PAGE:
Sen. Sherrod Brown (D-OH) is engaged with House progressives, trying to tease out a solution to the health care reform impasse–but he says that at the highest levels of the Senate and the White House, there’s still no plan, and he doubts whether President Obama will insert himself forcefully into the process.
Brown, who traveled with Obama today in Ohio, tells me “I’ve talked to Reid, I’ve talked to Obama. Unclear yet what the strategy is, but clear interest, strong interest in getting as strong a bill as we can get.”
One of the problems with the so-called Plan B approach, wherein the House passes the Senate bill, and then an amendment package is advanced through a filibuster-proof process, is that it’s unclear whether the entire fix bill can survive the so-called budget reconciliation process.“We need a better education on reconciliation–how we can write a reconciliation bill as broad as we need to,” Brown says. “I know what the goal is, and the goal is to do it–not necessarily start next week–but the goal is to do it as quickly as possible, but not to slow down on job creation.”
Brown says he is in regular contact with House progressives–he held three meetings just this week. But though he’ll be stepping up those meetings, they aren’t part of a broader Senate strategy, as Sen. Dick Durbin (D-IL) said this week.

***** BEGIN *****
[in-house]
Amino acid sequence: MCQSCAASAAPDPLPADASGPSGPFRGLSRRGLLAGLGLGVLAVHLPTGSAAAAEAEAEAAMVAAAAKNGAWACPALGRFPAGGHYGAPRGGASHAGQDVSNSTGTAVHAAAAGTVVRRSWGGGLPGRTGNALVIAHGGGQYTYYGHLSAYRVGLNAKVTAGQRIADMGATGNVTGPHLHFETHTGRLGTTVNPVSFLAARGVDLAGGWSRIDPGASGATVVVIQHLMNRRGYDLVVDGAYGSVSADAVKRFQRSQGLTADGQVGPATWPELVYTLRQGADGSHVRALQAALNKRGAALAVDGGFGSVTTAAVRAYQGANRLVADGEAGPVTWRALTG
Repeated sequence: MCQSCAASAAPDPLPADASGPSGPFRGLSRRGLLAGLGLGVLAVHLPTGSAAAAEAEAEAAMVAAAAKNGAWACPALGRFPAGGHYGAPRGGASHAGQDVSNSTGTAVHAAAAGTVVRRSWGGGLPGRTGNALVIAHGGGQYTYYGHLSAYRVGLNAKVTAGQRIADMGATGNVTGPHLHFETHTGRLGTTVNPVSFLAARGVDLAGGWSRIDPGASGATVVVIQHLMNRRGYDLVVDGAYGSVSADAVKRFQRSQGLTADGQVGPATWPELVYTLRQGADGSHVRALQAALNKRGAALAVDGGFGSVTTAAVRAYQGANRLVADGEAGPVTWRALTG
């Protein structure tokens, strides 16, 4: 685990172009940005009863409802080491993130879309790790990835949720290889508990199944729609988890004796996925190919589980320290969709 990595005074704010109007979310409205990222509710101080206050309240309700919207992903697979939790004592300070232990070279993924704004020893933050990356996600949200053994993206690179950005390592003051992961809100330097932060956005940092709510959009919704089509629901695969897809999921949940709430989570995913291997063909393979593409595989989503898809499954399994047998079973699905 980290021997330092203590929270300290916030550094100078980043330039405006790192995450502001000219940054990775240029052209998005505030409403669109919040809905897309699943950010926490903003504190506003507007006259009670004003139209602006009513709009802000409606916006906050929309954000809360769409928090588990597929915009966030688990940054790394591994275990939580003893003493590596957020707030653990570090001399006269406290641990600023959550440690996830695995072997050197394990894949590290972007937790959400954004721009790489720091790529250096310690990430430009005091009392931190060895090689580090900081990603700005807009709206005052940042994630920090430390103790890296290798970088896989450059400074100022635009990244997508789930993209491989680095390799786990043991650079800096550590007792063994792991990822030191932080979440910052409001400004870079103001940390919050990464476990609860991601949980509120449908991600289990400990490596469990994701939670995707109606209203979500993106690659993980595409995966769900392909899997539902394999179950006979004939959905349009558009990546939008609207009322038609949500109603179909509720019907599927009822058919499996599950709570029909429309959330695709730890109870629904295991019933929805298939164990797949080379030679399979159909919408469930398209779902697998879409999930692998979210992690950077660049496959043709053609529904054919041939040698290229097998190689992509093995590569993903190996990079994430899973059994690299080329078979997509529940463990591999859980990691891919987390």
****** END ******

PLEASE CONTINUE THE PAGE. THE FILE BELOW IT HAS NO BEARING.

Based on his conversations with House progressives, Brown says the mood right now is fairly dour.
“They’re very unhappy,” Brown admits. “Their viewpoint is it can’t be just the Senate version because, first of all, it’s not what they want in terms of the substance, and second it really writes them out of having any impact.”
Nevertheless, he doesn’t imagine the President will lay out a way forward in his State of the Union address next week, and he won’t push any buttons in the Senate.
“I doubt if he does, I don’t think he’ll do a procedural thing. I don’t think he will engage in process,” Brown said of State of the Union.
Traveling with Obama today, he and House members from Ohio aired suggestions and opinions about how to get the Senate back into the game–but Obama’s not on the same page. “Everybody had opinions about what the President should do [vis-a-vis the Senate and particular senators],” Brown told me. “But he ain’t bitin’.”
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